US 20020159574 A1
A telephone directory system includes an interface adapted for connecting to a subscriber line of a telephone network (e.g., a local loop.) A dialing signal decoder receives a dialing signal from the interface to provide dialed number information such as DTMF signaling generated by a telephone used to initiate an outgoing call. For incoming calls, a calling number identification decoder (e.g., caller-ID or ANI device) receives a calling number signal from the interface to provide calling number information. A controller processes the dialed and calling number information and, in response, issues a query to a remote database for information associated with at least one of the dialed and calling number information. A memory may be used to store a directory including the dialed and calling number information together with any associated information such as the names of the called and/or called parties associated with the stored telephone numbers.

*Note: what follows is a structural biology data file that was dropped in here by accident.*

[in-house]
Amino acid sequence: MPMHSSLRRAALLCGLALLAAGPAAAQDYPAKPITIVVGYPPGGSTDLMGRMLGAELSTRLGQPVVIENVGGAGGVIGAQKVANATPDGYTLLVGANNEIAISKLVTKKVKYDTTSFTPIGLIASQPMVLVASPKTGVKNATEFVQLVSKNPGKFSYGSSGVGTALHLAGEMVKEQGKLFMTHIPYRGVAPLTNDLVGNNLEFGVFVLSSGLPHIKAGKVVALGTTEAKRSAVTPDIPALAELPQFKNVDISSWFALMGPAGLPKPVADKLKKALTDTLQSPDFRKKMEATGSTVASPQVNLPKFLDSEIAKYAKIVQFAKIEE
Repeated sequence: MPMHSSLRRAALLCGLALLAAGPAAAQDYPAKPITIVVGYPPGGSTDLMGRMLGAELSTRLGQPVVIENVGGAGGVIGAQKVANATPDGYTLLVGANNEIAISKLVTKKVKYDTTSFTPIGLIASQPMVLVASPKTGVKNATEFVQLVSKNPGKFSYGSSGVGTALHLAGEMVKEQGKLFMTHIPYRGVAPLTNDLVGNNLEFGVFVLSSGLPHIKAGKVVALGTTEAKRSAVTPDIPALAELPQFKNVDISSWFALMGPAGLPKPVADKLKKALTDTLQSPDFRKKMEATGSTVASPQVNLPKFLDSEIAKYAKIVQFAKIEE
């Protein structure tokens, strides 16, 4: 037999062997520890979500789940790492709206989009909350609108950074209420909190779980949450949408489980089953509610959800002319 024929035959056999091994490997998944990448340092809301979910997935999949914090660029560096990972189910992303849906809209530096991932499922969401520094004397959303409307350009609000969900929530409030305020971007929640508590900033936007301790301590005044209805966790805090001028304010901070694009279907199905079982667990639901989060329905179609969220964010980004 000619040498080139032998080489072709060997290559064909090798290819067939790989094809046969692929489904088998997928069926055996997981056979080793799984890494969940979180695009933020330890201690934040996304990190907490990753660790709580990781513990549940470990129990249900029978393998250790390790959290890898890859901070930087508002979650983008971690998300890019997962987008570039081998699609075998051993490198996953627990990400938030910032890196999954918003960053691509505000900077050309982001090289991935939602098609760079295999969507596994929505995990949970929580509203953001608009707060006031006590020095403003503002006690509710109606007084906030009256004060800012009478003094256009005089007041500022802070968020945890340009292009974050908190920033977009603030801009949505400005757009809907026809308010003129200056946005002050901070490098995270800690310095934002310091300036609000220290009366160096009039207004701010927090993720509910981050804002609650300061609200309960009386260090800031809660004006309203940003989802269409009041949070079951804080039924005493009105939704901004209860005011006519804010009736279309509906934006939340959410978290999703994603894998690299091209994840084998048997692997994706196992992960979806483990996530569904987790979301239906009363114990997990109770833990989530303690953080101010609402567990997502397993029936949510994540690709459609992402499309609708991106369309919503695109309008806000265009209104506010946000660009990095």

1. A method of managing a database, comprising the steps of:
monitoring telephone signals on a subscriber telephone line;
extracting, from said telephone signals, telephone number data associated with respective telephone calls;
searching, upon completion of said calls, a remote database containing identification data associated with said telephone number data; and
storing said identification data in association with said telephone number data in a directory.
2. The method of
3. The method of
4. The method of
accumulating a plurality of telephone numbers to form said telephone number data;
determining an availability of a communications link with said remote database; transmitting said telephone number data to said remote database; and receiving said identification data from said remote database.
5. The method of
formulating a query message based on said telephone number data;
transmitting said query to said remote database; and
receiving a reply from said remote database including said identification data.
6. The method of
7. The method of
detecting an incoming one of said calls;